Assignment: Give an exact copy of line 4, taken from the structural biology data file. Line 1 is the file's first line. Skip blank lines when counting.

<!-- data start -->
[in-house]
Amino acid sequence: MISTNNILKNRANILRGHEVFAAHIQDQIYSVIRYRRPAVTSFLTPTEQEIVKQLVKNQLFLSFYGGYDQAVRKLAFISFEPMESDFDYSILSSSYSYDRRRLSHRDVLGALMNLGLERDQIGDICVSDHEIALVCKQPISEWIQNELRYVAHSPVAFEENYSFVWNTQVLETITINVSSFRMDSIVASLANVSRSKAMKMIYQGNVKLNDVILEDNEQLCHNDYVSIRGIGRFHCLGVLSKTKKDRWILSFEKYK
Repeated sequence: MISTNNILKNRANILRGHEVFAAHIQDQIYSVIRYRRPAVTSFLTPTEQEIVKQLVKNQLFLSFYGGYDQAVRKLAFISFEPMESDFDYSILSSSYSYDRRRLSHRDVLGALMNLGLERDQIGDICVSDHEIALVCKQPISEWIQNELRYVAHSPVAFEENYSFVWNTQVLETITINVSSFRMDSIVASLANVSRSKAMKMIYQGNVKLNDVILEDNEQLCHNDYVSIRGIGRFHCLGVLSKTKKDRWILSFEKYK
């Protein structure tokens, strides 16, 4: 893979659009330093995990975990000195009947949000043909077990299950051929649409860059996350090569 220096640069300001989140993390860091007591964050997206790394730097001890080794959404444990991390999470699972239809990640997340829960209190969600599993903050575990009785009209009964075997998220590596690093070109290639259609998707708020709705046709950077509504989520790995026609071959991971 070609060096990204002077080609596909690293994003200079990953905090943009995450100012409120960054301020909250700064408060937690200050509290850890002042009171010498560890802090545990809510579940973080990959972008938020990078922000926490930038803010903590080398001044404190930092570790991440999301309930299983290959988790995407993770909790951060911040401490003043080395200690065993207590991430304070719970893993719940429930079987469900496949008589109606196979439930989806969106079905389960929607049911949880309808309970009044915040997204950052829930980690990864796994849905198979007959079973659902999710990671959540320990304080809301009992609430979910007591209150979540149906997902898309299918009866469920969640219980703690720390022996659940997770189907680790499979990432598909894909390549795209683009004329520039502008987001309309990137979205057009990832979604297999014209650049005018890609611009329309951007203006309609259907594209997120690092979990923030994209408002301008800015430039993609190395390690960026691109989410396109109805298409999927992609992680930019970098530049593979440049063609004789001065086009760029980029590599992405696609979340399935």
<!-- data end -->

């Protein structure tokens, strides 16, 4: 893979659009330093995990975990000195009947949000043909077990299950051929649409860059996350090569 220096640069300001989140993390860091007591964050997206790394730097001890080794959404444990991390999470699972239809990640997340829960209190969600599993903050575990009785009209009964075997998220590596690093070109290639259609998707708020709705046709950077509504989520790995026609071959991971 070609060096990204002077080609596909690293994003200079990953905090943009995450100012409120960054301020909250700064408060937690200050509290850890002042009171010498560890802090545990809510579940973080990959972008938020990078922000926490930038803010903590080398001044404190930092570790991440999301309930299983290959988790995407993770909790951060911040401490003043080395200690065993207590991430304070719970893993719940429930079987469900496949008589109606196979439930989806969106079905389960929607049911949880309808309970009044915040997204950052829930980690990864796994849905198979007959079973659902999710990671959540320990304080809301009992609430979910007591209150979540149906997902898309299918009866469920969640219980703690720390022996659940997770189907680790499979990432598909894909390549795209683009004329520039502008987001309309990137979205057009990832979604297999014209650049005018890609611009329309951007203006309609259907594209997120690092979990923030994209408002301008800015430039993609190395390690960026691109989410396109109805298409999927992609992680930019970098530049593979440049063609004789001065086009760029980029590599992405696609979340399935």